userroot subdirectory contains the following files:
ancestorid.db— Contains a list of IDs to find the ID of the entry’s ancestor.
entrydn.db— Contains a list of full DNs to find any ID.
id2entry.db— Contains the actual directory database entries. All other database files can be recreated from this one, if necessary.
nsuniqueid.db— Contains a list of unique IDs to find any ID.
numsubordinates.db— Contains IDs that have child entries.
objectclass.db— Contains a list of IDs which have a particular object class.
parentid.db— Contains a list of IDs to find the ID of the parent.
2.2.3. LDIF Files
Sample LDIF files are stored in the
/var/lib/dirsrv/slapd-instance/ldif directory for storing LDIF-related files. Example 2.3, “LDIF Directory Contents” lists the
/ldif directory contents.
Example 2.3. LDIF Directory Contents
European.ldif Example.ldif Example-roles.ldif Example-views.ldif
European.ldif— Contains European character samples.
Example.ldif— Is a sample LDIF file.
Example-roles.ldif— Is a sample LDIF file similar to
Example.ldif, except that it uses roles and class of service instead of groups for setting access control and resource limits for directory administrators.
The LDIF files exported by
db2ldif.pl scripts in the instance directory are stored in
2.2.4. Lock Files
Each Directory Server instance contains a
/var/lock/dirsrv/slapd-instance directory for storing lock-related files. The following is a sample listing of the
locks directory contents.
Example 2.4. Lock Directory Contents
exports/ imports/ server/
The lock mechanisms control how many copies of the Directory Server process can be running at one. For example, if there is an import job, then a lock is placed in the
imports/ directory to prevent any other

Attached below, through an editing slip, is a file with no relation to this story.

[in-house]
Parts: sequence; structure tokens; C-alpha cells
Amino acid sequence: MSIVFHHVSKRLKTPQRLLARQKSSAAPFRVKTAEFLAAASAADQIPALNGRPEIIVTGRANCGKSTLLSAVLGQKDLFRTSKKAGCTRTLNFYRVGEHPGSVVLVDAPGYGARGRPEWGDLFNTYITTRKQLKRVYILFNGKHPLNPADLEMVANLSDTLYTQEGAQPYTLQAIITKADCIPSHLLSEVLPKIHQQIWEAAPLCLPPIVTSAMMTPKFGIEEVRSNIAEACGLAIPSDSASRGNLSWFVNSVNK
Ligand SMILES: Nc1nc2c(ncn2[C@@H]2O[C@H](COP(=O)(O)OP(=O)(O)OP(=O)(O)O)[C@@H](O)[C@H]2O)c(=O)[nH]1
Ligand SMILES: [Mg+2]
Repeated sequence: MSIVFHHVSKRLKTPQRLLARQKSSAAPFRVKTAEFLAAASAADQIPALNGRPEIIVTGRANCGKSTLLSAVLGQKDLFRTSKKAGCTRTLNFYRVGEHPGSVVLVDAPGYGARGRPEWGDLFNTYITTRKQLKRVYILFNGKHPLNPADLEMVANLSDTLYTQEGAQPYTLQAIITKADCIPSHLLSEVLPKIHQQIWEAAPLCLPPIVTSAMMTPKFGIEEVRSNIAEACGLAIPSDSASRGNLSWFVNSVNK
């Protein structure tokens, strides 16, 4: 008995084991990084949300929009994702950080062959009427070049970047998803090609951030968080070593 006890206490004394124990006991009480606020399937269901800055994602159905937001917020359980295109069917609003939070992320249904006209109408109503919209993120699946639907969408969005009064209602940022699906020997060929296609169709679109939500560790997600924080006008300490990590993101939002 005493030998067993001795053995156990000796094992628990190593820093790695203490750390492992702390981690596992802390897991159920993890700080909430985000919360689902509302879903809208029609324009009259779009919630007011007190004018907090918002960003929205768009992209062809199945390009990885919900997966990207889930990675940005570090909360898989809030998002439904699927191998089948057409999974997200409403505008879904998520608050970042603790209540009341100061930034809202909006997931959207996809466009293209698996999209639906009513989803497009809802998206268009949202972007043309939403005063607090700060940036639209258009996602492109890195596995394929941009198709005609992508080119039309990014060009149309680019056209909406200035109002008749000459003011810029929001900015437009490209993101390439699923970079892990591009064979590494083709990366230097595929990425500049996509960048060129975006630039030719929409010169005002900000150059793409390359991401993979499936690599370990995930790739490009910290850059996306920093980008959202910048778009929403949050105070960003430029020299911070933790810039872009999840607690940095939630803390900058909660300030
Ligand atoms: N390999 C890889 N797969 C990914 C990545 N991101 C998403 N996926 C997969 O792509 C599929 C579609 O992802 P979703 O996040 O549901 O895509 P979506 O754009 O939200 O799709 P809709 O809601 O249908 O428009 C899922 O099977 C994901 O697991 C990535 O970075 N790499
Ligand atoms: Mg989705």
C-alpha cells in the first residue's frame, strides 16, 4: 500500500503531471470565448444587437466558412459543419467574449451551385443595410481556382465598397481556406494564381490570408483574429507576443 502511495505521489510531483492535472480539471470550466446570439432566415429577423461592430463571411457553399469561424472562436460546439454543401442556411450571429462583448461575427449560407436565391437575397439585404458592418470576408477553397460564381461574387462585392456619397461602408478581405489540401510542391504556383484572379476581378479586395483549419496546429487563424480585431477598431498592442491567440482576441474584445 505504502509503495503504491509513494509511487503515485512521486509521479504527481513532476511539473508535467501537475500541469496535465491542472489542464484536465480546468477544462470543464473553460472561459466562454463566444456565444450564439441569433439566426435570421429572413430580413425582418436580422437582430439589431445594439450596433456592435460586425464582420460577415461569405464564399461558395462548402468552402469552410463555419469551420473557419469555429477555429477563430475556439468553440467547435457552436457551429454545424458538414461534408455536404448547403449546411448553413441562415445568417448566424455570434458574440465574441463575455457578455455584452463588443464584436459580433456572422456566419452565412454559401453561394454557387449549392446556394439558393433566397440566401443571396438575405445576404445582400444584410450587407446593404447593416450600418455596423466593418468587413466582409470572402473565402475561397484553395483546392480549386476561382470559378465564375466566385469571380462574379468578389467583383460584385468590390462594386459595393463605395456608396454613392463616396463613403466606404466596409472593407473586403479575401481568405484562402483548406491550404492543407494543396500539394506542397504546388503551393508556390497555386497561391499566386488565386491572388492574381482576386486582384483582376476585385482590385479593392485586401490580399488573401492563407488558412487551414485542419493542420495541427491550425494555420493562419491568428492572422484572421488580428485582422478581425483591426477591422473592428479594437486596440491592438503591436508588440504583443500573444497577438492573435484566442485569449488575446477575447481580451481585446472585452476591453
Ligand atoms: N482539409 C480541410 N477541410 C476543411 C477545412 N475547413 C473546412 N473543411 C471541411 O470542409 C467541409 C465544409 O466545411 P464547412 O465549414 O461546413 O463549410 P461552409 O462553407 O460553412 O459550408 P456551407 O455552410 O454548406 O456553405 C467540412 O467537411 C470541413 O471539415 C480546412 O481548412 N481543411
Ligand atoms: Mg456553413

ldif2db (another import), or
db2ldif (export) operations from running. If the server is running as normal, there is a lock in the
server/ directory, which prevents import operations (but not export operations), while if there is an export operation, the lock in the
exports/ directory allows normal server operations but prevents import operations.
The number of available locks can affect overall Directory Server performance. The number of locks is set in the
nsslapd-db-locks attribute. Tuning that attribute value is described in the Performance Tuning Guide.
2.2.5. Log Files
Each Directory Server instance contains a
/var/log/dirsrv/slapd-instance directory for storing log files. The following is a sample listing of the
/logs directory contents.
Example 2.5. Log Directory Contents
access access.20200228-171925 errors access.20200221-162824 access.rotationinfo errors.20200221-162824 access.20200223-171949 audit errors.rotationinfo access.20200227-171818 audit.rotationinfo slapd.stats
The content of the
errorlog files is dependent on the log configuration.
slapd.statsfile is a memory-mapped file which cannot be read by an editor. It contains data collected by the Directory Server SNMP data collection component. This data is read by the SNMP subagent in response to SNMP attribute queries and is communicated to the SNMP master agent responsible for handling Directory Server SNMP requests.
Chapter 7, Log File Reference contains a solid overview of the access, error, and audit log file formats and the information in them.
2.2.6. PID Files
slapd-serverID.startpid files are created in the
/var/run/dirsrv directory when the server is up and running. Both files store the server’s process ID.
2.2.7. Backup Files
Each Directory Server instance contains the following directory and file for storing backup-related files:
/var/lib/dirsrv/slapd-instance/bak— This contains a directory dated with the instance, time and date of the database backup, such as
instance-2020_05_02_16_56_05/, which in turn holds the database backup copy.
/etc/dirsrv/slapd-instance/dse_original.ldif— This is a backup copy of the
dse.ldifconfiguration file from the time of installation.